On the 6th of November 1999 Australia was very close to becoming a republic. There was a 4% difference in the vote for the referendum with 46% of voters in favour for Australia to become a republic and 54% of voters against becoming a republic winning by the smallest margin. But why become a republic? First of all a republic is a state in which the supreme power resides in the body of citizens entitled to vote and is exercised by representatives chosen directly or indirectly but them (Macquarie Dictionary). In a republic a head of state is a citizen of that country elected by fellow citizens.
If birthright determines the head of state of a country then that country is a monarchy, which at the moment Australia is. Our head of state is currently the Queen, but the Governor-General, who is appointed by the federal government (does not need to be an Australian) represents her. We are a monarchy because of Britain’s colonisation of Australia in 1778. The British brought their way of life, culture and most importantly their way of government with them. This system of government has remained to this day.
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Becoming a republic would not mean that we would lose that history we have with Britain and that if we were to become a fully independent nation it would not severe ties. The Queen has also stated that this was an issue that should be left for Australians to decide. The Queen made her point clear after her representative the Governor-General at the time, Sir John Kerr, dismissed the Prime Minister, Mr Gough Whitlam, and instead appointed Mr Malcolm Fraser to the title. This has become to be known as the Whitlam dismissal, and has become the most dramatic event in the history of the Australian federation.
An unelected vice-regal representative removed a leader whose party had the majority of seats in the House of Representatives. The speaker from the House of Representatives wrote to the Queen. This is the letter her secretary sent back: I am commanded by The Queen to acknowledge your letter of 12th November about the recent political events in Australia. You ask that The Queen should act to restore Mr. Whitlam to office as Prime Minister. As we understand the situation here, the Australian Constitution firmly places the prerogative powers of the Crown in the hands of the Governor-General as the representative of the Queen of Australia.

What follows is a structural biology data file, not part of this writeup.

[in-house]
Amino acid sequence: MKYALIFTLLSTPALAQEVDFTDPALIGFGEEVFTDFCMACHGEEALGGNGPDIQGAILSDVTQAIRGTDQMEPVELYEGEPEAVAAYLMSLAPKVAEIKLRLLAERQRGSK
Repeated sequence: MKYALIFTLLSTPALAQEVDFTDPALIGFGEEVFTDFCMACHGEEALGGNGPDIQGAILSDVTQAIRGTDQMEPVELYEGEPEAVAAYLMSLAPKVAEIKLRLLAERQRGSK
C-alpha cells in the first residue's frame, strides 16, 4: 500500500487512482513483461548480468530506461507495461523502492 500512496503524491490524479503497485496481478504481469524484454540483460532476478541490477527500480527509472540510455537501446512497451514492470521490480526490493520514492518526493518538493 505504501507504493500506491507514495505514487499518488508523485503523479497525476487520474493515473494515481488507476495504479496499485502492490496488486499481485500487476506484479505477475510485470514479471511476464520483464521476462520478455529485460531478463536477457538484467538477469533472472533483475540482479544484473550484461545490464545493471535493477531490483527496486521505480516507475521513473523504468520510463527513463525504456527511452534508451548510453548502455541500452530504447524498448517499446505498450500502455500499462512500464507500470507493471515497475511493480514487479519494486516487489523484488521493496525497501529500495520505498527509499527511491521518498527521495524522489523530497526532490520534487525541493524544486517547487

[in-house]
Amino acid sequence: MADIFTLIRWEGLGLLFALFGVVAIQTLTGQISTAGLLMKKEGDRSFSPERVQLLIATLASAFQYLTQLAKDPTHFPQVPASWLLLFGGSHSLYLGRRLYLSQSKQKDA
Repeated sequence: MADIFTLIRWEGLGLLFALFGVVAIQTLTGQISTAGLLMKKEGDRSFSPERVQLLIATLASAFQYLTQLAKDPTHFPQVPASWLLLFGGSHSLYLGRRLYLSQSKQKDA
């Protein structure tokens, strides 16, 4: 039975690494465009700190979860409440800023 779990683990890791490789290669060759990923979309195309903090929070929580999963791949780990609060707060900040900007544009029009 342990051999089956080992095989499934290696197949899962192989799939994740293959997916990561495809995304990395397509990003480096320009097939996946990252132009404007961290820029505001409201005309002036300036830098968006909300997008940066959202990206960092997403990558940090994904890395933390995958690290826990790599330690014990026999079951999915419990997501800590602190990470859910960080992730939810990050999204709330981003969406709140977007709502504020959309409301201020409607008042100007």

The only person competent to commission an Australian Prime Minister is the Governor-General, and The Queen has no part in the decisions which the Governor-General must take in accordance with the Constitution. Her Majesty, as Queen of Australia, is watching events in Canberra with close interest and attention, but it would not be proper for her to intervene in person in matters which are so clearly placed within the jurisdiction of the Governor-General by the Constitution Act.
I understand that you have been good enough to send a copy of your letter to the Governor-General so I am writing to His Excellency to say that the text of your letter has been received her in London and has been laid before the The Queen. I am sending a copy of this letter to the Governor-General. 17 November 1975 (Malcolm Farnsworth, 2008) This letter shows that the Queen may not care about Australia’s affairs as much as we’d like her to, this is why Australia shouldn’t wait any longer and take control and be independent. Changing from a Monarchy to a Republic isn’t or complex.
But the only way it can be done is if the people want a referendum to change the constitution. The people must make it happen. Australia needs to strive for better things but in order to do that we need a head ???of-state to fully represent us, that is only interested in our needs, not whose first allegiance is with another country. International trade is becoming more and more competitive in today’s market, and the Queen, as our head of state promotes in her travels the British trade and companies, but not Australian. The support to become a republic has gone up since the last attempt.
This is a survey at 3 different times by Newspoll: Thinking now about Australia’s head of state. Which one of the following are you personally most in favour of being Australia’s head of state? March 1995 (%)December 1995 (%)January (%) An Australian to be Australia’s head of state 57 56 64 The Queens to remain as Australia’s head of state 34 36 30 UNCOMMITTED986 So it is time for Australians to have control and want a change. It is time for Australia to become a independent nation and to have its own representative in the world, someone who symbolises us as nation. We won’t be disowning our British heritage but embracing the future.